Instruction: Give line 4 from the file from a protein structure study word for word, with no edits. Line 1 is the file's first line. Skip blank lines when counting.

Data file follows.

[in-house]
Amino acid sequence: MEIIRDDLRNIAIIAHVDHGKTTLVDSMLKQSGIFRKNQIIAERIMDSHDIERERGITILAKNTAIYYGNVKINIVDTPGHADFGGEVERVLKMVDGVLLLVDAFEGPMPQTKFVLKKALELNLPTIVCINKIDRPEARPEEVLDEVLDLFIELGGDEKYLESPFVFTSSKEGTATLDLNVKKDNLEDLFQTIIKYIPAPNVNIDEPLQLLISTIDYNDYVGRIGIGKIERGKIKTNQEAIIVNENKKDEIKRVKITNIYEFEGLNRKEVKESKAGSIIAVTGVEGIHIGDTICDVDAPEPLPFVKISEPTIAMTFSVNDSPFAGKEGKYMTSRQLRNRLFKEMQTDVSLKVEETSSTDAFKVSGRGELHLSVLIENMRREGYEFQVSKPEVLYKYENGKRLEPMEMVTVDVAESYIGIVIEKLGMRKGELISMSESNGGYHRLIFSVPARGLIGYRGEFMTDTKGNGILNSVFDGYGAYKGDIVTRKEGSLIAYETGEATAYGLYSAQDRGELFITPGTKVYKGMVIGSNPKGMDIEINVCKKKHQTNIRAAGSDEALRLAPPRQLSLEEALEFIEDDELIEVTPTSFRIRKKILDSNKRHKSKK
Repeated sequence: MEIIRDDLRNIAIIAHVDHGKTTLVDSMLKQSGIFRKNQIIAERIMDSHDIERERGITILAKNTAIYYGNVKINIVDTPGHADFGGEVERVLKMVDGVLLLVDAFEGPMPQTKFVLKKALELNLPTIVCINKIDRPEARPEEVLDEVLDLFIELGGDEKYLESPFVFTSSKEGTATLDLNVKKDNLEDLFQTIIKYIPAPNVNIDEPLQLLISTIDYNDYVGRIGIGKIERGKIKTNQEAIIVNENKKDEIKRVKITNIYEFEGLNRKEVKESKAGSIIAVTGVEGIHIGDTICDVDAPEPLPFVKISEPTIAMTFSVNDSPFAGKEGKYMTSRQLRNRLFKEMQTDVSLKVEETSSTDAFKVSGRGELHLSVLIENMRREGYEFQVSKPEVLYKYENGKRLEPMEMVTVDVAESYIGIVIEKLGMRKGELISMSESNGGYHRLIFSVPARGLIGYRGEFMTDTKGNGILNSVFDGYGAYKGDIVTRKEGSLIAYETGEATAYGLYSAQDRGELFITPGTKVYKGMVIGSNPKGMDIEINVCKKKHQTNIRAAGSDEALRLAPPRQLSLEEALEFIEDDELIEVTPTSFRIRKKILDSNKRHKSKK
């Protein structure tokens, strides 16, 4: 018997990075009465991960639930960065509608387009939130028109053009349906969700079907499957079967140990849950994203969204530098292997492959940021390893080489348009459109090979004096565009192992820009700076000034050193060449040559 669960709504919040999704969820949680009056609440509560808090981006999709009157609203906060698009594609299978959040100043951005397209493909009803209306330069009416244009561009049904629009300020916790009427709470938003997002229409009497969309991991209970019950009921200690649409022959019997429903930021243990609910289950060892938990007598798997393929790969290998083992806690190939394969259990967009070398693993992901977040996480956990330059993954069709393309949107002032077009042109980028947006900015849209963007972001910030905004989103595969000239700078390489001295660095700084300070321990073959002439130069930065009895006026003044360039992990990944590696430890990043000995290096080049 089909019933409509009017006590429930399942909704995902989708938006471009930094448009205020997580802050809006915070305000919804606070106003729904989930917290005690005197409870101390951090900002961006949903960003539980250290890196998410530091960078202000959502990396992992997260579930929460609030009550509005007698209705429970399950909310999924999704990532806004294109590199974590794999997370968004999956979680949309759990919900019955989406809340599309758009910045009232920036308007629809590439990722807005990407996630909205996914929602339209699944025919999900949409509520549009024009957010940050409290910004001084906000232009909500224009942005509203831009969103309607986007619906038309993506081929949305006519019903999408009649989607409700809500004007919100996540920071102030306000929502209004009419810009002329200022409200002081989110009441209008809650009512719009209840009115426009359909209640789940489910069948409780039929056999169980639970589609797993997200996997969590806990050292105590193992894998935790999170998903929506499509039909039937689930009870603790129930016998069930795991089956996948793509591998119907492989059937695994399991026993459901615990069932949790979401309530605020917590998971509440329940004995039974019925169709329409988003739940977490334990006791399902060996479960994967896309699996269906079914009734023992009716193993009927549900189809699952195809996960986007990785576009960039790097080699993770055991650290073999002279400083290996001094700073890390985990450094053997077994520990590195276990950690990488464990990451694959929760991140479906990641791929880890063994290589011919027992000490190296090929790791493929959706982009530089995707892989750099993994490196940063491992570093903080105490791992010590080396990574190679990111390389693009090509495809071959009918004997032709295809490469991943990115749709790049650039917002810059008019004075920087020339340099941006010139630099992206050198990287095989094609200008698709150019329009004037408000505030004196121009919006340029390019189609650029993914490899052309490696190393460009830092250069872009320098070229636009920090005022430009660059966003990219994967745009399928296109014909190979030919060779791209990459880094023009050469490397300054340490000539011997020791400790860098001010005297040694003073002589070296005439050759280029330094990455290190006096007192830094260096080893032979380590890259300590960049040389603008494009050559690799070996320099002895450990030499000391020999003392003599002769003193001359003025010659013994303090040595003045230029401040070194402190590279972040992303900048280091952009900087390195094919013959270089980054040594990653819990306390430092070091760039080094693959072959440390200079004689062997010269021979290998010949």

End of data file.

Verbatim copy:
């Protein structure tokens, strides 16, 4: 018997990075009465991960639930960065509608387009939130028109053009349906969700079907499957079967140990849950994203969204530098292997492959940021390893080489348009459109090979004096565009192992820009700076000034050193060449040559 669960709504919040999704969820949680009056609440509560808090981006999709009157609203906060698009594609299978959040100043951005397209493909009803209306330069009416244009561009049904629009300020916790009427709470938003997002229409009497969309991991209970019950009921200690649409022959019997429903930021243990609910289950060892938990007598798997393929790969290998083992806690190939394969259990967009070398693993992901977040996480956990330059993954069709393309949107002032077009042109980028947006900015849209963007972001910030905004989103595969000239700078390489001295660095700084300070321990073959002439130069930065009895006026003044360039992990990944590696430890990043000995290096080049 089909019933409509009017006590429930399942909704995902989708938006471009930094448009205020997580802050809006915070305000919804606070106003729904989930917290005690005197409870101390951090900002961006949903960003539980250290890196998410530091960078202000959502990396992992997260579930929460609030009550509005007698209705429970399950909310999924999704990532806004294109590199974590794999997370968004999956979680949309759990919900019955989406809340599309758009910045009232920036308007629809590439990722807005990407996630909205996914929602339209699944025919999900949409509520549009024009957010940050409290910004001084906000232009909500224009942005509203831009969103309607986007619906038309993506081929949305006519019903999408009649989607409700809500004007919100996540920071102030306000929502209004009419810009002329200022409200002081989110009441209008809650009512719009209840009115426009359909209640789940489910069948409780039929056999169980639970589609797993997200996997969590806990050292105590193992894998935790999170998903929506499509039909039937689930009870603790129930016998069930795991089956996948793509591998119907492989059937695994399991026993459901615990069932949790979401309530605020917590998971509440329940004995039974019925169709329409988003739940977490334990006791399902060996479960994967896309699996269906079914009734023992009716193993009927549900189809699952195809996960986007990785576009960039790097080699993770055991650290073999002279400083290996001094700073890390985990450094053997077994520990590195276990950690990488464990990451694959929760991140479906990641791929880890063994290589011919027992000490190296090929790791493929959706982009530089995707892989750099993994490196940063491992570093903080105490791992010590080396990574190679990111390389693009090509495809071959009918004997032709295809490469991943990115749709790049650039917002810059008019004075920087020339340099941006010139630099992206050198990287095989094609200008698709150019329009004037408000505030004196121009919006340029390019189609650029993914490899052309490696190393460009830092250069872009320098070229636009920090005022430009660059966003990219994967745009399928296109014909190979030919060779791209990459880094023009050469490397300054340490000539011997020791400790860098001010005297040694003073002589070296005439050759280029330094990455290190006096007192830094260096080893032979380590890259300590960049040389603008494009050559690799070996320099002895450990030499000391020999003392003599002769003193001359003025010659013994303090040595003045230029401040070194402190590279972040992303900048280091952009900087390195094919013959270089980054040594990653819990306390430092070091760039080094693959072959440390200079004689062997010269021979290998010949």